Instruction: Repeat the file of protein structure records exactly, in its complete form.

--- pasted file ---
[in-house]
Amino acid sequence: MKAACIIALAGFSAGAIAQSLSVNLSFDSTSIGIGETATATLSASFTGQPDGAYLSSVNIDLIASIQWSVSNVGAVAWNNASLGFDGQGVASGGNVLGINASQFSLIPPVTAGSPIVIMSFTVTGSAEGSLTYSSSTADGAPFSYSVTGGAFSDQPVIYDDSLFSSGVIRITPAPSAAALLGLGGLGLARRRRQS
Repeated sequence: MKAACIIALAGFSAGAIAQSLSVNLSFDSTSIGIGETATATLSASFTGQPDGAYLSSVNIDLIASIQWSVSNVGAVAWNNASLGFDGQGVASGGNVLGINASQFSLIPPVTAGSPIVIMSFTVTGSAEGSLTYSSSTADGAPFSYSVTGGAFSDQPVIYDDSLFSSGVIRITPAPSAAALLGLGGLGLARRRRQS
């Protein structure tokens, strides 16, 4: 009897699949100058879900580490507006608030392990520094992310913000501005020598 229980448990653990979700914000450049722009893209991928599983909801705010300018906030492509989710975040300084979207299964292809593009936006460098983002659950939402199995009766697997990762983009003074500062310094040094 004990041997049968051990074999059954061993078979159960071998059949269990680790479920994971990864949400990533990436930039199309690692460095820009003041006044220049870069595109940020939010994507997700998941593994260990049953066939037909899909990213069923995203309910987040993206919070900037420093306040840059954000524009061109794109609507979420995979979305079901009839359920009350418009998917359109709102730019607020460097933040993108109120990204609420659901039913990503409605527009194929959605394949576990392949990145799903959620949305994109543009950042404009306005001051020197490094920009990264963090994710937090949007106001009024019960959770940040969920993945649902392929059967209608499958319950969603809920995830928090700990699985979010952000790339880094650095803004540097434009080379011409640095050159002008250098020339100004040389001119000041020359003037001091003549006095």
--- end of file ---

[in-house]
Amino acid sequence: MKAACIIALAGFSAGAIAQSLSVNLSFDSTSIGIGETATATLSASFTGQPDGAYLSSVNIDLIASIQWSVSNVGAVAWNNASLGFDGQGVASGGNVLGINASQFSLIPPVTAGSPIVIMSFTVTGSAEGSLTYSSSTADGAPFSYSVTGGAFSDQPVIYDDSLFSSGVIRITPAPSAAALLGLGGLGLARRRRQS
Repeated sequence: MKAACIIALAGFSAGAIAQSLSVNLSFDSTSIGIGETATATLSASFTGQPDGAYLSSVNIDLIASIQWSVSNVGAVAWNNASLGFDGQGVASGGNVLGINASQFSLIPPVTAGSPIVIMSFTVTGSAEGSLTYSSSTADGAPFSYSVTGGAFSDQPVIYDDSLFSSGVIRITPAPSAAALLGLGGLGLARRRRQS
């Protein structure tokens, strides 16, 4: 009897699949100058879900580490507006608030392990520094992310913000501005020598 229980448990653990979700914000450049722009893209991928599983909801705010300018906030492509989710975040300084979207299964292809593009936006460098983002659950939402199995009766697997990762983009003074500062310094040094 004990041997049968051990074999059954061993078979159960071998059949269990680790479920994971990864949400990533990436930039199309690692460095820009003041006044220049870069595109940020939010994507997700998941593994260990049953066939037909899909990213069923995203309910987040993206919070900037420093306040840059954000524009061109794109609507979420995979979305079901009839359920009350418009998917359109709102730019607020460097933040993108109120990204609420659901039913990503409605527009194929959605394949576990392949990145799903959620949305994109543009950042404009306005001051020197490094920009990264963090994710937090949007106001009024019960959770940040969920993945649902392929059967209608499958319950969603809920995830928090700990699985979010952000790339880094650095803004540097434009080379011409640095050159002008250098020339100004040389001119000041020359003037001091003549006095």